How make “N” bit Integer??

#include <iostream>

using namespace std;

template <int Size>
class NInt
int Int:Size;
int GetValue();
void SetValue(int value);
void PrintValue();

template <int Size>
int NInt<Size>::GetValue()
return this->Int;

template <int Size>
void NInt<Size>::SetValue(int value)
this->Int = value;

template <int Size>
void NInt<Size>::PrintValue()
cout<<“Value : “<<this->Int<<endl;

int _tmain(int argc, _TCHAR* argv[])
NInt<2> obj;
cout<<“Size of : “<<sizeof(obj)<<endl;
cout<<“press any key to continue…”<<endl;
return 0;

Value : 0
Value : 1
Value : -2
Value : 0
Value : 1
Size of : 4
press any key to continue…

C Bit Fields
In addition to declarators for members of a structure or union, a structure declarator can also be a specified number of bits, called a “bit field.” Its length is set off from the declarator for the field name by a colon. A bit field is interpreted as an integral type.
type-specifier declarator opt : constant-expression

The constant-expression specifies the width of the field in bits. The type-specifier for the declarator must be unsigned int, signed int, or int, and the constant-expression must be a nonnegative integer value. If the value is zero, the declaration has no declarator. Arrays of bit fields, pointers to bit fields, and functions returning bit fields are not allowed. The optional declarator names the bit field. Bit fields can only be declared as part of a structure. The address-of operator (&) cannot be applied to bit-field components.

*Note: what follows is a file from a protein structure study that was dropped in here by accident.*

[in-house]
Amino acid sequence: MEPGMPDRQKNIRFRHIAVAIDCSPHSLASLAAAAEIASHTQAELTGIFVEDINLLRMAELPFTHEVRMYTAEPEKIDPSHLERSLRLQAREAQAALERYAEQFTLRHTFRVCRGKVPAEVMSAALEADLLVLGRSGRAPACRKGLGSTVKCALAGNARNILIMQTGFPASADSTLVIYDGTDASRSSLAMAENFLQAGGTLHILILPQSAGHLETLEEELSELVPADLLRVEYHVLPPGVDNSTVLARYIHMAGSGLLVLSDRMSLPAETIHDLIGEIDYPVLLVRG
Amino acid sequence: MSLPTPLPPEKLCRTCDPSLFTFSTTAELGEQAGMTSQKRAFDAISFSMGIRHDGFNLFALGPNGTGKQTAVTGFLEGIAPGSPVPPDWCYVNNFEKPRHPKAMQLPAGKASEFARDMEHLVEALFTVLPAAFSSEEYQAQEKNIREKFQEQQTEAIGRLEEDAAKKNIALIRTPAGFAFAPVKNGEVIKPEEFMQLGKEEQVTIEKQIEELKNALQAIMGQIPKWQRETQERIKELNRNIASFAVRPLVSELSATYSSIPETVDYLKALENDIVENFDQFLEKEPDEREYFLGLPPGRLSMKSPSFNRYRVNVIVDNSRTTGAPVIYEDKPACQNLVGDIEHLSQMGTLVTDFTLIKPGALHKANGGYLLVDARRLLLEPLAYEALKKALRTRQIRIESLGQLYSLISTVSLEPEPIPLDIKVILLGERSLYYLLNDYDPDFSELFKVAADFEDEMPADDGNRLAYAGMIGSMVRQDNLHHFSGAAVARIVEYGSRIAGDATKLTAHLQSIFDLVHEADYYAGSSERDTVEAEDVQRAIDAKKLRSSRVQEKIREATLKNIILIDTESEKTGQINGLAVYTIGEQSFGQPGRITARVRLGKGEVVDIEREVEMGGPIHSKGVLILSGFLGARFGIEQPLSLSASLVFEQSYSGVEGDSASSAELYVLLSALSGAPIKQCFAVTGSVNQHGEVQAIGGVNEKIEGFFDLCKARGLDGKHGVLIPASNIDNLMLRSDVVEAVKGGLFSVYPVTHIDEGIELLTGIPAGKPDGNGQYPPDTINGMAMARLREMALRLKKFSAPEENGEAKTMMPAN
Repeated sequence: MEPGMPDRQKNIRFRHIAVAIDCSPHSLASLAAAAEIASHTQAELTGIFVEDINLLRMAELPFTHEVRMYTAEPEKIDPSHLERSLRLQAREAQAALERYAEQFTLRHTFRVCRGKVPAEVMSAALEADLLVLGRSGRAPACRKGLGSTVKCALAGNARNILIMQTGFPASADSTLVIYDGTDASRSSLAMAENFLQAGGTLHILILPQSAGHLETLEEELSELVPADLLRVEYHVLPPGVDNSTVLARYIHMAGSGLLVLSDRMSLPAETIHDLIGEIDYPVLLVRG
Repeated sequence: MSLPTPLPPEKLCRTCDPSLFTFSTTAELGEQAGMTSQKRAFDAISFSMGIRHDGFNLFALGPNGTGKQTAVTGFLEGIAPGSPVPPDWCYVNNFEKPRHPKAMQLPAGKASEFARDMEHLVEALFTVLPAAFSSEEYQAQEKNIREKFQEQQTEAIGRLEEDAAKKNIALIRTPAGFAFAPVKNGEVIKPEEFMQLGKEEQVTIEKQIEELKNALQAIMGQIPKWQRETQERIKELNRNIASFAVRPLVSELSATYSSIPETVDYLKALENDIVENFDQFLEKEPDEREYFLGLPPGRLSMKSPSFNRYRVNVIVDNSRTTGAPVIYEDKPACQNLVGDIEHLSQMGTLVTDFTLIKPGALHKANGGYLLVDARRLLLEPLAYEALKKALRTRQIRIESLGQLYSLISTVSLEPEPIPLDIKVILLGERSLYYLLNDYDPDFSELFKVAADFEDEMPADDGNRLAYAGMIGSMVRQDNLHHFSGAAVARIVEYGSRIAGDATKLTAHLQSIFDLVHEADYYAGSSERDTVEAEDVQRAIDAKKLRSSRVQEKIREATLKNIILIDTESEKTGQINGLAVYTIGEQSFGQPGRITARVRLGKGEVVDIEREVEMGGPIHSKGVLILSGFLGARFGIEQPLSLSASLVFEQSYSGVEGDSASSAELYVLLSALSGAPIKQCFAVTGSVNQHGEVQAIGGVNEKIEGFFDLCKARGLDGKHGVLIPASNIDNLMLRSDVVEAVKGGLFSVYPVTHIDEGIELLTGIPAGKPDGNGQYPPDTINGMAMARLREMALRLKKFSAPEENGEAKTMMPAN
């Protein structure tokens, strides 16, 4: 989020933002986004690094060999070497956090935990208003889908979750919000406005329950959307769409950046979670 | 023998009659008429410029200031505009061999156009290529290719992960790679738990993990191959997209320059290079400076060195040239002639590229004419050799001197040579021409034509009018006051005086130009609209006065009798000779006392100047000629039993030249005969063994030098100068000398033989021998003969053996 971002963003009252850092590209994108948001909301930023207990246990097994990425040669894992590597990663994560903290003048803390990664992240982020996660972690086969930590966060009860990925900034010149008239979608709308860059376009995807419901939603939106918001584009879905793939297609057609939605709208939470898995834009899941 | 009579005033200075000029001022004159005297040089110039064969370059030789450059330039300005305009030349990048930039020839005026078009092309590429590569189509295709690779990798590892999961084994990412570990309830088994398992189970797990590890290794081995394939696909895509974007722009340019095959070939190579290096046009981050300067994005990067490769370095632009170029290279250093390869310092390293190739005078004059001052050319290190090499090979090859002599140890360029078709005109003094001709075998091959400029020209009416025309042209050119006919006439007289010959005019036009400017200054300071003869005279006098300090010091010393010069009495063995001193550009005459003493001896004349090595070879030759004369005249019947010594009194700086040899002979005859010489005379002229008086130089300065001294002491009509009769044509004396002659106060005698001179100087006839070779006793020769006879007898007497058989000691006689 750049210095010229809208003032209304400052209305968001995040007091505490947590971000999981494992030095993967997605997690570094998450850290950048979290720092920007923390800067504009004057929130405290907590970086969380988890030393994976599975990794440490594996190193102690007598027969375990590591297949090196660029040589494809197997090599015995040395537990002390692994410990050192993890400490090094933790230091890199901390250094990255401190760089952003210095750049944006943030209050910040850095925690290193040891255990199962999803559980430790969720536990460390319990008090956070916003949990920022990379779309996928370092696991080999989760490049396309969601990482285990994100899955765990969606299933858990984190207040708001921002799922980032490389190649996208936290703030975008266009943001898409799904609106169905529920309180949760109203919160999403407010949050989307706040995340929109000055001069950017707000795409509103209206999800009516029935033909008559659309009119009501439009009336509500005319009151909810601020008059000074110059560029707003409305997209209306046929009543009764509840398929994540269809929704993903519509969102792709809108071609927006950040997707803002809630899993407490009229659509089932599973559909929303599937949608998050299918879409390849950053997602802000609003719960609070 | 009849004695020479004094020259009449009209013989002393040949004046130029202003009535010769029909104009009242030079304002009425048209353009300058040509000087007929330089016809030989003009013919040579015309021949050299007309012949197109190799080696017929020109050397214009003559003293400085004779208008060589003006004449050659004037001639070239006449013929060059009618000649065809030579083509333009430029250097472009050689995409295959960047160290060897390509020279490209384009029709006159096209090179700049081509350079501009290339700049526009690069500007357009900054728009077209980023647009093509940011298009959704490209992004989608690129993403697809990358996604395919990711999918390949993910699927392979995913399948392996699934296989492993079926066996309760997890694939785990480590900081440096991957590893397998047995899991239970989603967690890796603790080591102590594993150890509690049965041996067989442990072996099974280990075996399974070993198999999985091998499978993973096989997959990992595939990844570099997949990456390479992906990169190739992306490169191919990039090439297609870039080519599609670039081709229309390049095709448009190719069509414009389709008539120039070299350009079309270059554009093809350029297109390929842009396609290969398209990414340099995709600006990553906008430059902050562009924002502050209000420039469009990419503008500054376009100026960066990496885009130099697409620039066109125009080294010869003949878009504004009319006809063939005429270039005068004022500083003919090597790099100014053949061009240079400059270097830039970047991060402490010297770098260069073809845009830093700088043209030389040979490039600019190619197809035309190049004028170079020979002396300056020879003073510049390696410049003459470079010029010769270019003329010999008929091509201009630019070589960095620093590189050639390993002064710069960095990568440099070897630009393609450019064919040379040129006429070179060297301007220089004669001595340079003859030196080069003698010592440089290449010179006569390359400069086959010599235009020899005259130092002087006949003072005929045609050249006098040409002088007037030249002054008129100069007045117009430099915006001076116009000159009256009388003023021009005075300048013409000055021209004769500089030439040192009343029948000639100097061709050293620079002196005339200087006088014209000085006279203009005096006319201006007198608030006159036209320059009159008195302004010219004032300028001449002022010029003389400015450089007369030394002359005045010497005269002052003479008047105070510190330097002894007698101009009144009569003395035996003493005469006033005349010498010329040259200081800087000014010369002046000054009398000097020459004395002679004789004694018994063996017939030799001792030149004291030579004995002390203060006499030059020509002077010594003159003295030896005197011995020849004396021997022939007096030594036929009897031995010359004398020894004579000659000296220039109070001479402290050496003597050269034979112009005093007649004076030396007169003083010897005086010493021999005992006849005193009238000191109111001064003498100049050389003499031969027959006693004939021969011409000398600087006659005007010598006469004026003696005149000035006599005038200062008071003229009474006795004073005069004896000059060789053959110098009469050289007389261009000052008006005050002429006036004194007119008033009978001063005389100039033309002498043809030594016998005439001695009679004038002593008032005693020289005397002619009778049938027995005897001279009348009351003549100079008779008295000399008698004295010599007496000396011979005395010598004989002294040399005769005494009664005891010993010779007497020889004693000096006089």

Unnamed bit fields cannot be referenced, and their contents at run time are unpredictable. They can be used as “dummy” fields, for alignment purposes. An unnamed bit field whose width is specified as 0 guarantees that storage for the member following it in the struct-declaration-list begins on an int boundary.
Bit fields must also be long enough to contain the bit pattern. For example, these two statements are not legal:
short a:17; /* Illegal! */
int long y:33; /* Illegal! */
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